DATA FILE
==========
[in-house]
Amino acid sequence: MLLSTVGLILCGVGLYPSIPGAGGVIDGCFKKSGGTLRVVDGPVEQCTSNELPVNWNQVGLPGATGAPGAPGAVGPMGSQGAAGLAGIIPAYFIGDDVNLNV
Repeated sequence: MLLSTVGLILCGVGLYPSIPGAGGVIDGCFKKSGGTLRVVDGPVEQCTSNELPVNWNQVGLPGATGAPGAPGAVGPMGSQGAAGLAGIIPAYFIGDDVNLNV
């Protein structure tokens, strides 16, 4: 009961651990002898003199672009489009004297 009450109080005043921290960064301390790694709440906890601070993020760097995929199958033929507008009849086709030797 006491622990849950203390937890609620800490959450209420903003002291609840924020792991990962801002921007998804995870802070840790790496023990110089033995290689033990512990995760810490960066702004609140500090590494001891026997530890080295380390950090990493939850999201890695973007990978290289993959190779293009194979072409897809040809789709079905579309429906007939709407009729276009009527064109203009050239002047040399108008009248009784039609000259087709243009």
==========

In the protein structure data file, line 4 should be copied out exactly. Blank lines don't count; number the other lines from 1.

């Protein structure tokens, strides 16, 4: 009961651990002898003199672009489009004297 009450109080005043921290960064301390790694709440906890601070993020760097995929199958033929507008009849086709030797 006491622990849950203390937890609620800490959450209420903003002291609840924020792991990962801002921007998804995870802070840790790496023990110089033995290689033990512990995760810490960066702004609140500090590494001891026997530890080295380390950090990493939850999201890695973007990978290289993959190779293009194979072409897809040809789709079905579309429906007939709407009729276009009527064109203009050239002047040399108008009248009784039609000259087709243009």